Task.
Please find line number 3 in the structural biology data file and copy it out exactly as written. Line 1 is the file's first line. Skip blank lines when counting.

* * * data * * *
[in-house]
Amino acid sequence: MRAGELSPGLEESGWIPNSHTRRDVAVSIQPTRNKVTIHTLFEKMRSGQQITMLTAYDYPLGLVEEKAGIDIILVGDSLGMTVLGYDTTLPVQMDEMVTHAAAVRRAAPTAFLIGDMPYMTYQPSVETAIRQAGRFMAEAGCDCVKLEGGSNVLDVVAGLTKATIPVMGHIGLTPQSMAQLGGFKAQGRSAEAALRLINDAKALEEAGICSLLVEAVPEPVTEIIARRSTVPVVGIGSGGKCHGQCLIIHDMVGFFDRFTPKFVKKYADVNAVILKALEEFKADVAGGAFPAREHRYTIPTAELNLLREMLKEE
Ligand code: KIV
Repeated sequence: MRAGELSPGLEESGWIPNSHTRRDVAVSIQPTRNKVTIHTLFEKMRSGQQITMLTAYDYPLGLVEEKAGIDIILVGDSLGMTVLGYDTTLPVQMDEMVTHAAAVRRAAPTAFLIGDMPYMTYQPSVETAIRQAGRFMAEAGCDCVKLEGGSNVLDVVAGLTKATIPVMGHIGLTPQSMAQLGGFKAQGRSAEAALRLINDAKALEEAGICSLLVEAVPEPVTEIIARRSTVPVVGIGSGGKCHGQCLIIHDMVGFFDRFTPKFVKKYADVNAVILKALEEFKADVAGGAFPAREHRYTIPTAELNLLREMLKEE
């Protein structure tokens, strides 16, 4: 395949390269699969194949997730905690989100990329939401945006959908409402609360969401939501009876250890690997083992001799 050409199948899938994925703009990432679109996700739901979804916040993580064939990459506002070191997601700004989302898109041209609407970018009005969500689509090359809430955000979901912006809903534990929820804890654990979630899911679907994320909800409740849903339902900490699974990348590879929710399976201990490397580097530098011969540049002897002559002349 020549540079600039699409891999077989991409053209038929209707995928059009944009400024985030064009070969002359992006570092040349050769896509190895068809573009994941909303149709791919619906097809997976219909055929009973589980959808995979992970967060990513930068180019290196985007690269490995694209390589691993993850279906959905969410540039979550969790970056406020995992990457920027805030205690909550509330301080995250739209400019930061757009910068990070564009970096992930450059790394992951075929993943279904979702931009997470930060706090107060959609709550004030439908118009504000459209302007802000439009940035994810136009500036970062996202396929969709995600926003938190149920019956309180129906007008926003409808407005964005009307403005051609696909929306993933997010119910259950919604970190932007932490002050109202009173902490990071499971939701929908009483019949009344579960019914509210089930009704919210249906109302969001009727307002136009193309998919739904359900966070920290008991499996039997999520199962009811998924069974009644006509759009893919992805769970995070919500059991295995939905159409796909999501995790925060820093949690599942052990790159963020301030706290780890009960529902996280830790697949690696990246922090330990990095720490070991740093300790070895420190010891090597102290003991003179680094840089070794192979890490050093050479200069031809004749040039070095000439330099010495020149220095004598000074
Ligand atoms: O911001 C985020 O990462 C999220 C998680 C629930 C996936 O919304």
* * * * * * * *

Ligand code: KIV